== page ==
``Once there was a boy with the saddest face in the world. Even when he was happy, everyone who saw him thought he must be sad, and they became sad, too.'' Embellishing the memory of an disfigured, outcast boy of his childhood with folklore from southern China, Yep deftly crafts an imaginative moral tale. Shunned because of his disturbing appearance although he is both polite and good, the boy runs away with a band of giants that hunts for pearls--the tears of dragons. The jaded dragons are impervious to the saddest of the giants' tales; but when they see the boy's sorrowful face, they weep bowlfuls and the boy, returning home with the gems, receives a hero's welcome. Just as the author does with his dialogue, the Tsengs (illustrators of Yep's The Boy Who Swallowed Snakes) spike their exotic, mystical watercolors with just enough humor to leaven a potentially heavy theme--the value and power of one's uniqueness. Fresh, unusual and impressive, this is a worthy addition to the ever-expanding Yep collection. Ages 5-9. (Sept.)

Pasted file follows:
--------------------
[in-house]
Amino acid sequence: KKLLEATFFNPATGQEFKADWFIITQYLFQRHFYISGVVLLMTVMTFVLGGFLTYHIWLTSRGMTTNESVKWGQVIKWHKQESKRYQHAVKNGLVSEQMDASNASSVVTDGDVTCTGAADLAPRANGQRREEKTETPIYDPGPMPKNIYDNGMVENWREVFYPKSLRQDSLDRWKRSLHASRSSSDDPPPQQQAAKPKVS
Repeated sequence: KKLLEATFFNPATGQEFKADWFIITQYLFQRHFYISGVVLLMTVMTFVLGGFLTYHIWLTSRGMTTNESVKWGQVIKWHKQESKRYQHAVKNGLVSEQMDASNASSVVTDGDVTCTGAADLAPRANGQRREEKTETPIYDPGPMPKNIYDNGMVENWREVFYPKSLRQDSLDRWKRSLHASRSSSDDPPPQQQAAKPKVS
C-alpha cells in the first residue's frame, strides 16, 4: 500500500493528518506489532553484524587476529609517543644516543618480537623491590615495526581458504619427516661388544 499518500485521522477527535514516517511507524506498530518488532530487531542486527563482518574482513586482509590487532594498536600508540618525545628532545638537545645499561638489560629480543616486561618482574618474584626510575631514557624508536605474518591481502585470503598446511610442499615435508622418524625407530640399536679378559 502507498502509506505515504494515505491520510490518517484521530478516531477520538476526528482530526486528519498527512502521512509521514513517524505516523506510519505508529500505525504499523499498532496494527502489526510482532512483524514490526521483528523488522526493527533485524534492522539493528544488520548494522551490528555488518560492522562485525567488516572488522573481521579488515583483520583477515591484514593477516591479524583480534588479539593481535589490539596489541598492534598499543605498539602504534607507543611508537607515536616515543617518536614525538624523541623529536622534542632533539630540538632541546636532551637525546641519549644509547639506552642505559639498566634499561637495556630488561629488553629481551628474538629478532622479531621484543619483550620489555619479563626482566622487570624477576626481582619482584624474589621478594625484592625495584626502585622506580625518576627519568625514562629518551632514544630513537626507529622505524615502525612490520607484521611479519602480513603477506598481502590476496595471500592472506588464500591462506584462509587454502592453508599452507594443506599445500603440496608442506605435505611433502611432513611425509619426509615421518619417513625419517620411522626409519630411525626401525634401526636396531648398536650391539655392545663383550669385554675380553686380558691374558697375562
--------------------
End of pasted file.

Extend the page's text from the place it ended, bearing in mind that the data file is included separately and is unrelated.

Reviewed on: 09/04/1995 Release date: 09/01/1995 Genre: Children's
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